WMS Best Practices
Updated: Jun 8
In the pharmaceutic sector, we started implementing the JDA WMS with the configuration we accorded after the analysis phase that in general words was a list pick by order. But as the big amount of orders and priorities were extremely high vs the actual number of operators, we saw it wasn’t the best solution. We back to dashboard and started to analyze and plan another way to make it better. We finally found an idea, that was to put a pick list with an N number of orders that basically were broke by work zone in the warehouse, so we were minimizing operator’s displacement and after that there was a new hop location where another operator was in charge of “exploit” and distribute the products for each order.
After have implemented and improved this strategy we started to see that the orders were starting to move and complete in the expected times and operators stopped to “travel” from side to side into the warehouse for one order.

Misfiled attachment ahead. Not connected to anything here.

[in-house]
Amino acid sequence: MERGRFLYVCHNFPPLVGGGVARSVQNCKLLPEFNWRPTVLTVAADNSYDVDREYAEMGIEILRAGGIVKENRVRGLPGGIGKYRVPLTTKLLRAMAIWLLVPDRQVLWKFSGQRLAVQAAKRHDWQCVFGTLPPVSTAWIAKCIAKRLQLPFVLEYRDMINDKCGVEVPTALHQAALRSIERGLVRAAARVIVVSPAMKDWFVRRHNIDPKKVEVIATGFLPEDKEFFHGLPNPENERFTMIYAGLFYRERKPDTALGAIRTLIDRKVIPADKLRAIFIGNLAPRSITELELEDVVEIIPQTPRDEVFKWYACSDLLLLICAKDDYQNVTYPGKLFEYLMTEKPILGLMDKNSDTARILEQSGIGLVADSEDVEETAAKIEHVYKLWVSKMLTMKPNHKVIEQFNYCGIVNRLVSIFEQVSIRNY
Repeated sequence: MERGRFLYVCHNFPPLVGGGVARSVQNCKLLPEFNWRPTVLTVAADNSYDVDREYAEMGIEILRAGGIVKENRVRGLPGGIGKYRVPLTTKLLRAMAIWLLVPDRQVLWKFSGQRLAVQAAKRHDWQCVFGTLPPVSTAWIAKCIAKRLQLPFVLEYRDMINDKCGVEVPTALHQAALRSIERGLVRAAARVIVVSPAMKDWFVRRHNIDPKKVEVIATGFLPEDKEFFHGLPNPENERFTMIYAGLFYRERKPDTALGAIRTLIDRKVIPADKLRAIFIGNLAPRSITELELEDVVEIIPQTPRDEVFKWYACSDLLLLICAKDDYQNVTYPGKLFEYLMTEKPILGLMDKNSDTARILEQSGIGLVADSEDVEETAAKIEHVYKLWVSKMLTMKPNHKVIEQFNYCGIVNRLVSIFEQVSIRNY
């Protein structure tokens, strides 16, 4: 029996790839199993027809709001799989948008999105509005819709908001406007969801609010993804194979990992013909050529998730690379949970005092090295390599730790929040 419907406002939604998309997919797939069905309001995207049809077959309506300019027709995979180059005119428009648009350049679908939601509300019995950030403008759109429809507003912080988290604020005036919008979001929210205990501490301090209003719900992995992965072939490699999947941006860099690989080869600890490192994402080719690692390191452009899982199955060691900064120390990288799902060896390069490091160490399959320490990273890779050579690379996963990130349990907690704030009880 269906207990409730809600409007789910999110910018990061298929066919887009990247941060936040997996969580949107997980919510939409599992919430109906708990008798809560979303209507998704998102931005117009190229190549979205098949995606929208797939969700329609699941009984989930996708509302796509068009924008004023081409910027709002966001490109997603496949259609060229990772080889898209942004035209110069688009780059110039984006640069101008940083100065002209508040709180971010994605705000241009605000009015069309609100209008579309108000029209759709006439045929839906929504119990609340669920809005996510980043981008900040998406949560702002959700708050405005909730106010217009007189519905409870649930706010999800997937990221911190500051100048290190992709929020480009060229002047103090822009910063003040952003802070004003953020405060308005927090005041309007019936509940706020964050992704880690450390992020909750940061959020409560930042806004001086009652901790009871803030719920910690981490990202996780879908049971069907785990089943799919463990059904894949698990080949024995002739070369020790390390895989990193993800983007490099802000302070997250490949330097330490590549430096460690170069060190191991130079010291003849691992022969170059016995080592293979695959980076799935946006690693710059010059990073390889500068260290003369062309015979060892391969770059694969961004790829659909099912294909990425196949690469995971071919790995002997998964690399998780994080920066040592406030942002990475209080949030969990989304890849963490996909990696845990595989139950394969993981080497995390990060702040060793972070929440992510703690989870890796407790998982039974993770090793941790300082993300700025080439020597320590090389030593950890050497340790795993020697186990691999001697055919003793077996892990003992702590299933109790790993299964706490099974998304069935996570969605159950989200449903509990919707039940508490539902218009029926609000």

In conclusion, reduce the displacement inside the warehouse will help to save very valued time.
Reduce the inventory manipulation with less hops
In the retail technology sector, inside the warehouse we saw that the customer had lot of problems of lost and damaged items. With a depth analysis we found that this was coming for the multiple manipulation a product could have for moving and being traded. With the WMS configuration we made, we designed a set of movement paths accorded to the different processes the warehouse had (detail picking, pallet picking, production picking, etc.) setting only the necessary and essential hops (vehicle restriction, elevator, distribution, etc.) until the final location.
After go-live, customer saw immediately how the inventory was moved and prepared with a lower manipulation and how the inventory integrity was kept.
In conclusion reduce the inventory manipulation with the less possible hops, will reduce the inventory lost and damage.